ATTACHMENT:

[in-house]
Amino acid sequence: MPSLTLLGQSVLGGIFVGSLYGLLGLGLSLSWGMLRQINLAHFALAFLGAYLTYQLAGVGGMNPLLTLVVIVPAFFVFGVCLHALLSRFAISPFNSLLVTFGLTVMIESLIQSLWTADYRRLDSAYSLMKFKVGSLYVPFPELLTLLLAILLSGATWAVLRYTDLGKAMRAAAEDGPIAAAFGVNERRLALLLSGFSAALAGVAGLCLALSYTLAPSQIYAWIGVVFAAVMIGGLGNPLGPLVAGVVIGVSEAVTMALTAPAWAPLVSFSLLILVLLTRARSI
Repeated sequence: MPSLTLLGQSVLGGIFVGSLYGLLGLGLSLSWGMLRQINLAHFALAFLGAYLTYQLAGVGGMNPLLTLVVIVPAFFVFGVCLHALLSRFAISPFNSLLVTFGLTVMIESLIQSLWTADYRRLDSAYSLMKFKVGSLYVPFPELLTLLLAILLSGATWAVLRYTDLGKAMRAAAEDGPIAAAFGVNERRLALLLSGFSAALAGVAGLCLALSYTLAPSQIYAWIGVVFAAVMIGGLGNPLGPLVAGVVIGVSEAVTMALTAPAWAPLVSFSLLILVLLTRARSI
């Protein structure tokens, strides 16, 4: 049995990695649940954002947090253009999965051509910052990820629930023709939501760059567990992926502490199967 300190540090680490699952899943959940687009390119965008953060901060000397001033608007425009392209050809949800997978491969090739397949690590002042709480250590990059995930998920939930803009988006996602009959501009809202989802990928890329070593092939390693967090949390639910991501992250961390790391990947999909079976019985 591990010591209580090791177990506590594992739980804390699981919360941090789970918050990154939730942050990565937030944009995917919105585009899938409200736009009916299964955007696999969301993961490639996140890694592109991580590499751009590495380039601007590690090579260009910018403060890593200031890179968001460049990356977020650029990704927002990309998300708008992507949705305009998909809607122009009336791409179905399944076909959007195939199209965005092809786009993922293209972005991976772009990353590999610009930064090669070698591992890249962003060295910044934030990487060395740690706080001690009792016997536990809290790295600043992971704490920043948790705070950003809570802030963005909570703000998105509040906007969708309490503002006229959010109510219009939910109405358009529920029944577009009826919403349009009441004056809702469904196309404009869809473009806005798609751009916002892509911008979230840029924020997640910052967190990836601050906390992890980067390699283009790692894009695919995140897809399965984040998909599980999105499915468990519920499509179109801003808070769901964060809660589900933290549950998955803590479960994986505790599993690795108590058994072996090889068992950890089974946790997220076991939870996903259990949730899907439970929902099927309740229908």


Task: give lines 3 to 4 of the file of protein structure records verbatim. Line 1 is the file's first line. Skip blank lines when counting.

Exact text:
Repeated sequence: MPSLTLLGQSVLGGIFVGSLYGLLGLGLSLSWGMLRQINLAHFALAFLGAYLTYQLAGVGGMNPLLTLVVIVPAFFVFGVCLHALLSRFAISPFNSLLVTFGLTVMIESLIQSLWTADYRRLDSAYSLMKFKVGSLYVPFPELLTLLLAILLSGATWAVLRYTDLGKAMRAAAEDGPIAAAFGVNERRLALLLSGFSAALAGVAGLCLALSYTLAPSQIYAWIGVVFAAVMIGGLGNPLGPLVAGVVIGVSEAVTMALTAPAWAPLVSFSLLILVLLTRARSI
């Protein structure tokens, strides 16, 4: 049995990695649940954002947090253009999965051509910052990820629930023709939501760059567990992926502490199967 300190540090680490699952899943959940687009390119965008953060901060000397001033608007425009392209050809949800997978491969090739397949690590002042709480250590990059995930998920939930803009988006996602009959501009809202989802990928890329070593092939390693967090949390639910991501992250961390790391990947999909079976019985 591990010591209580090791177990506590594992739980804390699981919360941090789970918050990154939730942050990565937030944009995917919105585009899938409200736009009916299964955007696999969301993961490639996140890694592109991580590499751009590495380039601007590690090579260009910018403060890593200031890179968001460049990356977020650029990704927002990309998300708008992507949705305009998909809607122009009336791409179905399944076909959007195939199209965005092809786009993922293209972005991976772009990353590999610009930064090669070698591992890249962003060295910044934030990487060395740690706080001690009792016997536990809290790295600043992971704490920043948790705070950003809570802030963005909570703000998105509040906007969708309490503002006229959010109510219009939910109405358009529920029944577009009826919403349009009441004056809702469904196309404009869809473009806005798609751009916002892509911008979230840029924020997640910052967190990836601050906390992890980067390699283009790692894009695919995140897809399965984040998909599980999105499915468990519920499509179109801003808070769901964060809660589900933290549950998955803590479960994986505790599993690795108590058994072996090889068992950890089974946790997220076991939870996903259990949730899907439970929902099927309740229908």